If I had a nickel for every granola bar I’ve purchased in my life, I’d be quite angry. Largely because I simply don’t know what I would do with 7,893 nickels. Other than relegate all coins to my iced coffee spending account. You know, because change isn’t real money. And evidently, neither is a debit card, as seen on my Bank of America statement for July.
I remember when I got into energy bars. It was after I lost weight and was in the midst of figuring out what proper “snacks” were. I had my work cut out for me. Because in all my twenty years, snacks were a “Number 1” at McDonald’s. Or, if I was in the mood for something light, a Reese’s McFlurry. Seemed reasonable.
A nutritionist I visited turned me on to Luna Bars. (Which reminds me that I should send her a bill for addiction treatment.) I loved the first crispy bite into Chocolate Peppermint Stick. And then S’Mores. And though I was skeptical of the chocolate recommendations, I wasn’t about to argue with someone who gave me the green light to munch on a dead ringer for Thin Mints mid-afternoon. Unclear as to whether she meant to say, “Just have a Lettuce Bag” when all I heard was “Luna Bar.” Was that ‘carrot sticks’ or ‘carrot and Twix?’ She also prescribed that I eat a cupcake a day, but that’s another story for another day.
For someone who loved and still loves candy bars as fiercely (if not more) than most members of her family, I immediately took a liking to energy bars. Not the most nutritious rectangles in the world, but they made eating healthfully fun and decadent. And curbed my appetite until dinner. Well, actually no. They never really filled me much at all, but they mentally satisfied me- a feeling like I could eat a candy bar and call it health food. Because whether or not they’re akin to Snickers and Milky Way, they’re still slightly better. Sugar-wise? No. But they at least have some nutritional value- vitamins and minerals added, likely a good dose of fiber from whole grains, and a touch of protein for some staying power. And the ingredient list most likely doesn’t share the same trans-fats as Baby Ruth. No offense, Ruth.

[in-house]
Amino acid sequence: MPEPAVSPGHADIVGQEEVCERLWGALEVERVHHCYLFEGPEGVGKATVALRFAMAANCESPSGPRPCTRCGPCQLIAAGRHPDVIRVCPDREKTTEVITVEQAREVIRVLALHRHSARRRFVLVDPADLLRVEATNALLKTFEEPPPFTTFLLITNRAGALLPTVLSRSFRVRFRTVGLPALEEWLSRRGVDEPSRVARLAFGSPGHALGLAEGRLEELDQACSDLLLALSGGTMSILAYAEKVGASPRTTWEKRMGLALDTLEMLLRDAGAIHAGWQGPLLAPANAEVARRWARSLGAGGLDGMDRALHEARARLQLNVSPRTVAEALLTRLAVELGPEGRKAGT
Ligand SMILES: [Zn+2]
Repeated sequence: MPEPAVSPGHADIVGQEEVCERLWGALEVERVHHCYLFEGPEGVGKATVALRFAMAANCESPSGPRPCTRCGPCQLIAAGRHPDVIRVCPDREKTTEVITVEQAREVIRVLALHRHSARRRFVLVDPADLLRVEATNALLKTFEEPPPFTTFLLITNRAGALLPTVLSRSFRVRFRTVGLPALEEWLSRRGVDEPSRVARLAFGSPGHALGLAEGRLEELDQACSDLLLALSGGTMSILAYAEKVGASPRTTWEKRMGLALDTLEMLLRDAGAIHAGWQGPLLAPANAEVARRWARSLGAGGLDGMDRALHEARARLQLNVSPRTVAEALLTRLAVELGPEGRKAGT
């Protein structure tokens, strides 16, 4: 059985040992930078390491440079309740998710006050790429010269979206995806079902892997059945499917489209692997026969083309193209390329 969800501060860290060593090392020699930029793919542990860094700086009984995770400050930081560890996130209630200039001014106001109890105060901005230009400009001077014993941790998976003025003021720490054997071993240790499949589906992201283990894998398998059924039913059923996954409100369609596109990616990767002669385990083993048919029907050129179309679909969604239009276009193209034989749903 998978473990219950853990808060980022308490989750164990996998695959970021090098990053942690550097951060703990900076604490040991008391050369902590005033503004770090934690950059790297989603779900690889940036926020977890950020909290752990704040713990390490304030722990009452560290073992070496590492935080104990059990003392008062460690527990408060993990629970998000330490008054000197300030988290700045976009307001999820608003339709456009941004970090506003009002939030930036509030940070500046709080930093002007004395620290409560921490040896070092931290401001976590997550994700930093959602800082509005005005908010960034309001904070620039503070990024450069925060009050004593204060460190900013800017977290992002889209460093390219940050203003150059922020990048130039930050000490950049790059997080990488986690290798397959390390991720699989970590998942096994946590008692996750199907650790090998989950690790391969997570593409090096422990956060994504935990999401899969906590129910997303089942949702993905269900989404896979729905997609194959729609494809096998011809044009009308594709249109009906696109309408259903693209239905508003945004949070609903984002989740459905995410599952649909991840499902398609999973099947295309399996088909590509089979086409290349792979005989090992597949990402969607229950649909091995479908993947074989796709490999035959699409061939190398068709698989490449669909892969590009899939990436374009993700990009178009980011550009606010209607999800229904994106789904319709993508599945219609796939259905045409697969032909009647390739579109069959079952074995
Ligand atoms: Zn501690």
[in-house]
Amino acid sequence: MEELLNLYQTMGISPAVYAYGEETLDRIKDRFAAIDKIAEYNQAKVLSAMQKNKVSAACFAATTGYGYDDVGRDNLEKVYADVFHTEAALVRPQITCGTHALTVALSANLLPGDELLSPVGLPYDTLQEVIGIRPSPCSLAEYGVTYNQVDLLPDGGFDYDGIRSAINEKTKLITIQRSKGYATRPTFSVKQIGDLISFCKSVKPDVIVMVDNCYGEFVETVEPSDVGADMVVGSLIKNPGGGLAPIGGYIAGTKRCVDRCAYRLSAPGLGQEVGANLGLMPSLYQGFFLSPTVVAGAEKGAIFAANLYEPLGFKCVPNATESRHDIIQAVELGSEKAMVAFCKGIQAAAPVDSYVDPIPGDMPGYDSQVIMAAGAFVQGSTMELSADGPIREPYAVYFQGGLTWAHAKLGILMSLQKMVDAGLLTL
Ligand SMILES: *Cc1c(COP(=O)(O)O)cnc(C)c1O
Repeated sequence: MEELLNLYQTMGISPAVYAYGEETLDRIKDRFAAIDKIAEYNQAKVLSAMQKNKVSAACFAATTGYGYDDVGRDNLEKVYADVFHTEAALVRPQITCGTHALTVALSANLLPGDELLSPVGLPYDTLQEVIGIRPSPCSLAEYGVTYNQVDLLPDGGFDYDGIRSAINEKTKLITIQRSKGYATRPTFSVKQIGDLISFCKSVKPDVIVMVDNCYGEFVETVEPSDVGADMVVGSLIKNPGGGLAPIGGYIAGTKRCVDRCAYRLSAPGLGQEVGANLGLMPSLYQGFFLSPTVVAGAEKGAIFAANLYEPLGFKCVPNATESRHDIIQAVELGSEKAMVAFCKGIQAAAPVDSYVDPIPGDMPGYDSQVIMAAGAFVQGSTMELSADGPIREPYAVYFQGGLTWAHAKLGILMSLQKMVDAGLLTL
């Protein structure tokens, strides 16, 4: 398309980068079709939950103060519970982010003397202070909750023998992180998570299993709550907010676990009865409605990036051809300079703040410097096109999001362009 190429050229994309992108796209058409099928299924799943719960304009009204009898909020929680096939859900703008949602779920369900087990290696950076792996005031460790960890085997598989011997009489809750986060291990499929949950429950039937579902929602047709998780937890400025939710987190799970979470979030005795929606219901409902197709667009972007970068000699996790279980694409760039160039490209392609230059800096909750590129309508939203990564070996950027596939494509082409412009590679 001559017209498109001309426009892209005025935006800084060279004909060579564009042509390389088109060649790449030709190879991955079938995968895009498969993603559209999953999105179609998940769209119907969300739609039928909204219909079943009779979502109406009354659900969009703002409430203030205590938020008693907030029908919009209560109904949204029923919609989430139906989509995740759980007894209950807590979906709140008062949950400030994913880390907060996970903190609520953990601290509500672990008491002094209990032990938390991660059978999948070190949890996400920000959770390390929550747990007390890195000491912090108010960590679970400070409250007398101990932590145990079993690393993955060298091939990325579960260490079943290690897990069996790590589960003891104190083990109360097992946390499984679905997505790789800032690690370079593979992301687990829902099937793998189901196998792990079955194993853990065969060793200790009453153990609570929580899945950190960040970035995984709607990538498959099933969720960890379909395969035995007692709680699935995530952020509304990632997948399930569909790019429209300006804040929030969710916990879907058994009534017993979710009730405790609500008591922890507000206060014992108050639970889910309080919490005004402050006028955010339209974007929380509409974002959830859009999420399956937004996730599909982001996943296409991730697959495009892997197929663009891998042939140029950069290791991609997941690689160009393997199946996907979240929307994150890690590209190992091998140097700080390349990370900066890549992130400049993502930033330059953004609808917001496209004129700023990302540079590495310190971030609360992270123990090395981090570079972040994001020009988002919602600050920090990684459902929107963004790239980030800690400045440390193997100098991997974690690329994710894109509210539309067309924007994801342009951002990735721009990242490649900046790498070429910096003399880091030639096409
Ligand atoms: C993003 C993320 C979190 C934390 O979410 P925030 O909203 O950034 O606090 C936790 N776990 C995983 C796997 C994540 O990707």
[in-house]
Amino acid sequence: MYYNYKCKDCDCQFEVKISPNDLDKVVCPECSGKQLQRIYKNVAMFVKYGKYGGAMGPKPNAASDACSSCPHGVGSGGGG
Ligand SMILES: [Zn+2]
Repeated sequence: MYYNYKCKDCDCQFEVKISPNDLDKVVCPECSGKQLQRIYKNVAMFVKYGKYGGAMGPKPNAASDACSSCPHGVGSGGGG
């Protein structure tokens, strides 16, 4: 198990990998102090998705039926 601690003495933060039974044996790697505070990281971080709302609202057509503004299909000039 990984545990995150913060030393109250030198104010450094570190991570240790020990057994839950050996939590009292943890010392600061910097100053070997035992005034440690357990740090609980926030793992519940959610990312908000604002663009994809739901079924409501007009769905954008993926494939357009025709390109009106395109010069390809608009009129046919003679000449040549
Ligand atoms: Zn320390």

Nowadays I stick to the ones that have under five ingredients, all of which I know well. Nuts, dates, yadda, yadda, yadda. The likes of Lara. And I’ve stopped needing to feed my jonesing for candy bars with something moderately healthy. I don’t even care to put a nutritional halo on a Heath Bar. Just crumble it and toss that baby on a sundae. With whipped cream. Because when I’m craving a candy bar, that’s what I should have. And when I’m craving a granola bar because I’m in need of a more substantial snack than chocolate covered nougat, a granola bar it is.
And to save me from further marring of my credit report, I’ve learned to make my own.
Cranberry Coconut Granola Bars (loosely adapted from Ina Garten)
- 2 cups old-fashioned oatmeal
- 1 cup chopped walnuts
- 2 tablespoons unsalted butter
- 3/4 cup honey
- 3 TBSP light brown sugar
- 1 1/2 teaspoons pure vanilla extract
- 1/2 teaspoon kosher salt
- 1 cup shredded coconut, loosely packed
- 1 cup puffed brown rice cereal
- 3/4 cup raisins
- 3/4 cup dried cranberries
Preheat the oven to 350 degrees F. Line a 13×9″ baking pan with foil and coat well with nonstick cooking spray.
Toss the oatmeal and walnuts on a sheet pan and bake for 10 to 12 minutes, stirring occasionally, until lightly browned.
Reduce the oven temperature to 300 degrees F.
Place the butter, honey, brown sugar, vanilla, and salt in a small saucepan and bring to a boil over medium heat. Cook and stir for a minute, then pour over the toasted oatmeal mixture.
Pour the mixture into the prepared pan. Wet your fingers and press the mixture firmly and evenly into the pan. Bake for 20 minutes, until light golden brown. Cool for at least 2 to 3 hours before cutting into squares. Serve at room temperature.